The Sermon on the Mount Divide; the more things change the more they stay the same.

Ann Carriage
3 min readSep 6, 2023

Progressives think love your neighbor and the Sermon on the Mount are at the core of Christian belief; but they are not. If it has to be said for the umpteenth time Christians are not bound by the Ten Commandments it is for those of the Jewish faith.

Then they go and get the other one wrong too.

The question is when did this strong emphasis on the Sermon on the Mount take off? It is not a recent thing. Why are Progressives’ so antsy when others call their support for these things liberal talking points. But are they? Is there a basis for it?

It is time to take a look back and track it from there to now. And so back to the 1880’s we go.

This is a time when the social gospel as we know it takes off. I won’t give you a bunch of names you already know those; but I want to stress that the values in the Sermon on the Mount were thought to be attainable in US society at that time. In the 1890’s a group met in New York under the banner of The Brotherhood of the Kingdom; or just the Brotherhood. This was was based on the teachings of Jesus in the Sermon on the Mount. It sounds like the formation of some sort of secret society to me. In any event they sought to preserve these ideas for posterity by the sounds of it.

Traditional Christians believed The Sermon on The Mount was about the Kingdom Of God which would be ushered in at a future date. It was the kingdom not of this world as stated by Jesus himself.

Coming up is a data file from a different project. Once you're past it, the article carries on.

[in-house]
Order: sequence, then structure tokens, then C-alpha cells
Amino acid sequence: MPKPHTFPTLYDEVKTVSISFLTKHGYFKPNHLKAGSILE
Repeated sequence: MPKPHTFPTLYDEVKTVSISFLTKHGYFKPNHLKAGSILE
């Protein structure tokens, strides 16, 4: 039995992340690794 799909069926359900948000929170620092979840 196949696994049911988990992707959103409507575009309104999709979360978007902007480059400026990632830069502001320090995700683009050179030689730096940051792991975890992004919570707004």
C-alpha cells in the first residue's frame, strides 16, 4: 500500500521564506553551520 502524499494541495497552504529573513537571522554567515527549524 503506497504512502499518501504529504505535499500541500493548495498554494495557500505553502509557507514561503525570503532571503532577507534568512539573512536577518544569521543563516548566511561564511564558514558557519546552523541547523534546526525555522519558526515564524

Then fast-forward to 1922 when a well-known minister preached an odd sermon. Shall the fundamentalists win he called it. Speak of a strange way to put it.

Then there was the spirited defense of Machen. Seeing modernists rejected the core beliefs of the faith; how could the religion they fight for even be Christian?

His sharpest response was reserved for their take on the Sermon on the Mount. It is the fashion now he said; now too mind, to place The Sermon on the Mount in contrast with the rest of the New Testament. It is ironic that they say we will not accept ideology, but we can work with the simple principles of the Sermon on the Mount and live by the Golden Rule.

The ideas they happily appropriate are not for the whole of society but apply to the coming Kingdom of God. Is there anything they won’t beg, borrow, steal or nail down? Not because it sounds good; well it is in part, but to use for their own purposes. We hear the same noise today.

Many today think the Sermon on the Mount justifies the politics of grievance; where the first will be last and the last first with the chance to lord it over their enemies and use the power of the state to do it. They call it justice but it does not mean what they think it does. They don’t hide it like they once did either.

One thing we can’t get away from is the more things change the more they stay the same. What we like to think of as new ideas are just old recycled ones.

Secular support for the Sermon on the Mount goes back, way back; all the way to the enlightenment. Secular Humanists and their backers stole this piece of Christian scripture while they bid a lusty farewell to the Catholic Church in Europe; and its one-time theocracy. They saw it as a blueprint for a future secular government. More than this; it was the fulfillment of their big utopian dream further down the line.

As I have said there is nothing new under the sun.

Now carry on carrying on if you still insist.



Ann Carriage

Political animal, interested in the story behind the story. A concepts driven individual.